Plans to harvest Crown land around Goldsmith Lake in Annapolis County are now on hold, Citizen Scientists of the Southwest Nova Biosphere announced the news in a press release Tuesday morning.
Through biodiversity surveys, the citizen scientists have identified 16 species at risk in the area, including three Black ash, two Blue felt lichen,and 11 Frosted Glass-whiskers lichen. The group is awaiting confirmation on two more Frosted Glass-whiskers.
The citizen scientists learned of the hold on March 1 from Ryan McIntryre, a resource manager for the Western region, with the Department of Natural Resources and Renewables. The hold applies to all parcels touched by the species at risk the group has identified in the area. The release detailed McIntrye’s response:
He said it would be ‘later this year’ that plans for the area would ‘get revised’ and that the department would look for ‘alternative avenues’ to steward the area. He noted that, where there were multiple rare lichens, they would ‘have to think in a broader sense’ about ‘what is a reasonable response.’ He also observed that some areas had undergone intensive silviculture in the past and could remain available for harvesting.
As Joan Baxter reported in November, citizen scientists asked Premier Tim Houston to “freeze harvests and road-building immediately in the forests surrounding Goldsmith Lake in Annapolis County.”
In October, the group discovered a logging road into the area as they headed into the forest for a biodiversity survey. The province had approved harvesting on 1,355 acres of Crown land in the area, part of the 555,000 acres that Nova Scotians bought from Bowater for $117.7 million in 2012.
After the discovery of the logging road, the citizen scientists sent a letter to Houston expressing their concerns about the planning harvesting and detailing the biodiversity at Goldsmith Lake. By that time, the group had already discovered eight species at risk.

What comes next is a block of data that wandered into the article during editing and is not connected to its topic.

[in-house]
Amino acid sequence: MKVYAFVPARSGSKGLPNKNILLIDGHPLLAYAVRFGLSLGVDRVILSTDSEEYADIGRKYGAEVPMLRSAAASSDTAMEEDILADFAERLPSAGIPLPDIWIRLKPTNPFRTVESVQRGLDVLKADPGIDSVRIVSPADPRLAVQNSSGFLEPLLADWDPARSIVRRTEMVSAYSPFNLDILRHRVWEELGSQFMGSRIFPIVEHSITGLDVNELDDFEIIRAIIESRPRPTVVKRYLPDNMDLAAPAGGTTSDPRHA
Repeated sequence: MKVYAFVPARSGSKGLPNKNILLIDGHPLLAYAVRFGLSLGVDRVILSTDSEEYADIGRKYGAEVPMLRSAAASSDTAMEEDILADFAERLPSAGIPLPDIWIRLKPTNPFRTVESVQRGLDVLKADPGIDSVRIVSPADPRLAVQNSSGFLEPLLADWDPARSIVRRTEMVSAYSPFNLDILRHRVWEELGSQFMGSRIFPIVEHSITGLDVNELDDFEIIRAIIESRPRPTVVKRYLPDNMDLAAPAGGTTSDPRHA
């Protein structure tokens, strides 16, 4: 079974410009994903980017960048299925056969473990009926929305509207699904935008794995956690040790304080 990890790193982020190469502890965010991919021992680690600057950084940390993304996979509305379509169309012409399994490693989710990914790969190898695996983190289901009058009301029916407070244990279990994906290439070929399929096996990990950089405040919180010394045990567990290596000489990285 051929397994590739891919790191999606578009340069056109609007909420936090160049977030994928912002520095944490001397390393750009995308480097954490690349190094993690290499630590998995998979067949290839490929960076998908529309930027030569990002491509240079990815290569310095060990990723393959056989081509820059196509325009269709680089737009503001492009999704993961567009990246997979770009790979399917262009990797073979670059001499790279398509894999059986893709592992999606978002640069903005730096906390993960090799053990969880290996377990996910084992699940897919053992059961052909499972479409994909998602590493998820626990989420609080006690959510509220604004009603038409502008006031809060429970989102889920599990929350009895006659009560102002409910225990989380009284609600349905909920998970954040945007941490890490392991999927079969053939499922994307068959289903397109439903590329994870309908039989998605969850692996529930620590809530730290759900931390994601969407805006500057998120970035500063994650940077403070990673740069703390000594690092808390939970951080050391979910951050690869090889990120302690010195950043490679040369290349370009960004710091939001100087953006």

Lisa Proulx, one of the citizen scientists, said the news about the hold on the harvesting comes as a “huge relief.” She added the group is also pleased that the Department of Natural Resources and Renewables is not just applying individual buffers to the area, but are reconsidering how to manage the forests at Goldsmith Lake.
“The lichens we’ve been finding have a story to tell. It’s a story about old forests and what makes them special,” Proulx wrote in the release. “The Frosted Glass-whiskers, for example, is a Species at Risk because it needs a very specific habitat which has become quite rare: it needs old hardwood trees in undisturbed forest. Environment Canada describes it as “an indicator of old-growth forest habitats.” So when you find it, it tells you this patch of forest has been allowed to develop without much human interference for a very long time. That’s called “forest continuity” and it’s rare in Nova Scotia. Any logging activity will destroy it. So far we have found 11 Frosted Glass-whiskers at Goldsmith plus another couple that haven’t been confirmed yet.”
In November, the group asked Minister of Environment and Climate Change Tory Rushton to put the entire area under protection, but they were told they’d have to wait. Rushton said the province would have a process in place to select areas for protection to meet the its 20% target by the end of 2023. The citizen scientists, meanwhile, doubled its efforts to find more species at risk.
In the release, Citizen Scientists of the Southwest Nova Biosphere said they have written to the Minister of Natural Resources and Renewables requesting that the forest surrounding Goldsmith Lake be granted policy protection as an Old Growth Forest Restoration Opportunity.
“We don’t really know how much old-growth forest is left in Nova Scotia,” wrote Nina Newington in Tuesday’s press release. “Lahey estimated in his report that there is as little as 0.9 per cent outside of protected areas. The Nature Trust of Nova Scotia thinks it’s even less than that. Everyone agrees we need to protect old-growth forest. Last year the province updated its policy. They actually made it harder for shade-tolerant hardwood forests like the one at Goldsmith to qualify but they also have a provision for protecting old forests that might not qualify as old-growth but are well on their way. That makes sense. When you think about it, there’s no other way to rebuild the stock of old-growth than to let old forests mature without any human disturbance.”
There are two patches of land on the west side of Goldsmith Lake that have been classified as old growth. Another area parcel northeast of the lake is under review. Newington said areas around the lake qualify as an “excellent old-growth forest restoration opportunity” based on the species at risk the group has discovered in the last several months. Newington said they are asking Rushton to protect the area under the Old-Growth Forest Policy Layer, which is detailed in the Department of Natural Resources and Renewables’ Old-Growth Forest Policy for Nova Scotia.